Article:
Sunday, June 01, 2008

Why are runs so scarce in the 2008 American League?

Last month, J.C. Bradbury showed that comparing April home run rates to average April temperatures showed a surprising correlation: the two curves moved together almost in unison.

So is this year's drop in home run power due to the weather? Apparently not. In a
follow-up post, Bradbury shows that if you look more closely at the relationship between game-time temperature and home runs (outdoor games only), only 4% of this year's decline can be explained by the cold.

Also, and more interestingly, home runs are down a lot more in the American League than in the National League. In fact, AL offense is actually lower than NL offense so far this year: at time of writing,
4.38 runs per game vs. 4.60 runs per game. That's a big difference, especially considering the AL, with its DH rule, is normally about half a run *higher* than the NL. So the American League is about 0.72 runs below where it "should" be, although you have to adjust for interleague games, in which the DH advantage disappears. Call it, say, 0.6 runs per game.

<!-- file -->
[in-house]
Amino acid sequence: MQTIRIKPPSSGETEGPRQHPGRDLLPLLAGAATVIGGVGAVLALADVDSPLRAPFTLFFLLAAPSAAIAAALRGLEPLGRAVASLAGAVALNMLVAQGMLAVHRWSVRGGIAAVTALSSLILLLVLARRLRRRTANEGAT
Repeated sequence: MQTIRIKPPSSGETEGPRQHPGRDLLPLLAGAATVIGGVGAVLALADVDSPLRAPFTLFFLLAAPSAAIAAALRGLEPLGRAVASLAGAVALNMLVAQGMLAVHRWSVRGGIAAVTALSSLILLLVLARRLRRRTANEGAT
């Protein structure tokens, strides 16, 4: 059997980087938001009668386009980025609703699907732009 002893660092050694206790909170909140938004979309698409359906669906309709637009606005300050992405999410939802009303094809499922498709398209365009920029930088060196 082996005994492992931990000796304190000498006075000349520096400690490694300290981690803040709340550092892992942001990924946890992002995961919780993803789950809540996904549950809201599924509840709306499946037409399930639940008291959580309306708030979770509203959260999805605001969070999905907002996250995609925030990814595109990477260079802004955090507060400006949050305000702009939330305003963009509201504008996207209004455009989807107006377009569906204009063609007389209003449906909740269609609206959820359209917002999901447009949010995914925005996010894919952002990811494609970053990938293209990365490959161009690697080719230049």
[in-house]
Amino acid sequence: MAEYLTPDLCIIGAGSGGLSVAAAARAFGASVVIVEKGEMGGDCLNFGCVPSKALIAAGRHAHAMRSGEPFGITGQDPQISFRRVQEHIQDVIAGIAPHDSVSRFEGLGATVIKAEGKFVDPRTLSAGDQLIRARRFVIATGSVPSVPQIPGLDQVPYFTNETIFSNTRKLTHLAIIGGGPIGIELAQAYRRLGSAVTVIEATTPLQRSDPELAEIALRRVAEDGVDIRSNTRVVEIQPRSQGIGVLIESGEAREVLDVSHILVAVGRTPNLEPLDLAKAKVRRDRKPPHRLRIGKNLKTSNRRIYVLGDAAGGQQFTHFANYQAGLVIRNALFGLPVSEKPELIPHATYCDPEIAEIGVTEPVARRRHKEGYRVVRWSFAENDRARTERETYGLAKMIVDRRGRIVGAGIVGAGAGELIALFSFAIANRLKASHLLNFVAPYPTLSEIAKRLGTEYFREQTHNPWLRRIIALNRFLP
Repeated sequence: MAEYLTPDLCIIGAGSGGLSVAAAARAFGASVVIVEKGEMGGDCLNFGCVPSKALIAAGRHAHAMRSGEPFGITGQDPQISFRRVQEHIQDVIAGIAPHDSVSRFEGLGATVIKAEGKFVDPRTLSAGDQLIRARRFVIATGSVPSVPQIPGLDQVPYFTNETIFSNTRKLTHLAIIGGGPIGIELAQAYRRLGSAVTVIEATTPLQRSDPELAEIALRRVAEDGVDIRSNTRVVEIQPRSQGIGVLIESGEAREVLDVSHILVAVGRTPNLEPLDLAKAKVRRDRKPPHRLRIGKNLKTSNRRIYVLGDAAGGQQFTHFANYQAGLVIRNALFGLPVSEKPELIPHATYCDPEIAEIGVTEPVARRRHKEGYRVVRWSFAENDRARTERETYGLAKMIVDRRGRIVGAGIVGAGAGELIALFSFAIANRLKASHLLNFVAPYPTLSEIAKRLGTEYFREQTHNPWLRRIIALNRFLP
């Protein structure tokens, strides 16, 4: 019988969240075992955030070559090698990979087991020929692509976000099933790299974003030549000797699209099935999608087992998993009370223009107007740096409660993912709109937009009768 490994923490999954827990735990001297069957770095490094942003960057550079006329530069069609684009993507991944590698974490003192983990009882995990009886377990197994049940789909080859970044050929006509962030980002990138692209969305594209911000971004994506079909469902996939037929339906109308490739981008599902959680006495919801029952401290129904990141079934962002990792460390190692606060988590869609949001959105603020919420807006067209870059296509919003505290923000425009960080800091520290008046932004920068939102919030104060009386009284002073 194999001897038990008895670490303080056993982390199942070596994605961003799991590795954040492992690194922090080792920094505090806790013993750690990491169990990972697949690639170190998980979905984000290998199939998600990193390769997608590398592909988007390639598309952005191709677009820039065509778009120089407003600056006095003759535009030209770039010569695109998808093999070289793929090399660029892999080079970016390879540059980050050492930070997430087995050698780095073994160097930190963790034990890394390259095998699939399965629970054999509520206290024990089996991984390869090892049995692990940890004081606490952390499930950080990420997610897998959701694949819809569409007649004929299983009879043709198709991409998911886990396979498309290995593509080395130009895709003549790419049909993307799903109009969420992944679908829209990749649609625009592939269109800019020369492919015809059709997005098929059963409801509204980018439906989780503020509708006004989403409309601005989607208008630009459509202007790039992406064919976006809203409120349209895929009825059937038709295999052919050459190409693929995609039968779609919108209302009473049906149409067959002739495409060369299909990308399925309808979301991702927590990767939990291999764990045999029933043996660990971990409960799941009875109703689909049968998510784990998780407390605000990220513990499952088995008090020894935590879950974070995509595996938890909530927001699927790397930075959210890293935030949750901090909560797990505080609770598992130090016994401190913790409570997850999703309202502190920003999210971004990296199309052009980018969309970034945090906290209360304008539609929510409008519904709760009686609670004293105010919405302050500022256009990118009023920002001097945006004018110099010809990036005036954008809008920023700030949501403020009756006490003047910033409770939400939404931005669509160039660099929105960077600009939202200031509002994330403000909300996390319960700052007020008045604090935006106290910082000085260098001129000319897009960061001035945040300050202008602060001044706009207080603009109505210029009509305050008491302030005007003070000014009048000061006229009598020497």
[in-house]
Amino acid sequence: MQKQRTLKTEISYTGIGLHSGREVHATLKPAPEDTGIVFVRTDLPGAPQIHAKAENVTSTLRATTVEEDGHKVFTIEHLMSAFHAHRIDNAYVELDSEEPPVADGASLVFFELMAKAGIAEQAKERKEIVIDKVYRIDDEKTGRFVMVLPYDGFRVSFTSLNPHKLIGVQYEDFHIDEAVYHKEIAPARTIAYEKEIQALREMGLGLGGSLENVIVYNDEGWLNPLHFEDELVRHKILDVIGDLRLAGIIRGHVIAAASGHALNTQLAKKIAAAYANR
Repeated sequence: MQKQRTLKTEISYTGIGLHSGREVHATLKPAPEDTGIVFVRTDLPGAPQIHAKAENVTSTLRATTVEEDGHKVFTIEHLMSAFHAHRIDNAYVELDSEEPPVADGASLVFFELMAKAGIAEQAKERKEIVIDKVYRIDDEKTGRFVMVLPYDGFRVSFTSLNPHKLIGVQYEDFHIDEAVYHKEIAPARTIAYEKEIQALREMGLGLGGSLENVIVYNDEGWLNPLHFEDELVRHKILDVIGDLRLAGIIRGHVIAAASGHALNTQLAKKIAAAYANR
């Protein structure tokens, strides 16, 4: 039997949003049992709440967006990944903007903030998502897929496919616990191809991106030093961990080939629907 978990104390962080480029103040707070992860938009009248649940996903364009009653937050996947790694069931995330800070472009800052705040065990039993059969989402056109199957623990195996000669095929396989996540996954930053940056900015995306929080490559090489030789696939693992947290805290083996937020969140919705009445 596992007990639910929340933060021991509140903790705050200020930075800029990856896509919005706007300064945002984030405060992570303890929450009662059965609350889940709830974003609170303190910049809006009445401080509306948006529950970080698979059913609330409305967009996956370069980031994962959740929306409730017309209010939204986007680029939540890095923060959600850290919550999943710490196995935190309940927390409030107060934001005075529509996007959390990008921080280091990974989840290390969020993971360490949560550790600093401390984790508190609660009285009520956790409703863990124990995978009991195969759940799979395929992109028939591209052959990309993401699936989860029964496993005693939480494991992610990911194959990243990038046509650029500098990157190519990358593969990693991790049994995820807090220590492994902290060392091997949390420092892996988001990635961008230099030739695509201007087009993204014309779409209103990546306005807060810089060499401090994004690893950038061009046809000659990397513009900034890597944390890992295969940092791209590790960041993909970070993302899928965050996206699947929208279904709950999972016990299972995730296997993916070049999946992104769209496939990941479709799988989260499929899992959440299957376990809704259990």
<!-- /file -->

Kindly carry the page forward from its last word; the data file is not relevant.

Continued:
Could it be that AL cities have been colder than NL cities so far this year? Nope. Bradbury
checked that too, and it turns out that the temperature in AL parks has been pretty typical this year.

And to put one more nail in the temperature coffin,
Zubin Jelveh looked at domed stadiums, and found the same sharp dropoff in slugging percentage as in other parks.

So what's causing the drop? One theory is that it's not a dropoff in hitting, but, rather, an improvement in pitching. Supporting that theory is that, in interleague play to date, the AL is three games above the NL, suggesting that it's still the better league. Of course, that could just be random chance, because there haven't been that many interleague games so far this year. (I couldn't find exact interleague records, but the AL as a whole has three more wins than losses, and the NL vice-versa.)

Another theory is that it's the PED clampdown causing the drop in power, but, as others have pointed out, steroids testing actually started several years ago, and, in any case, it doesn't make sense that users would be so heavily concentrated in the American League.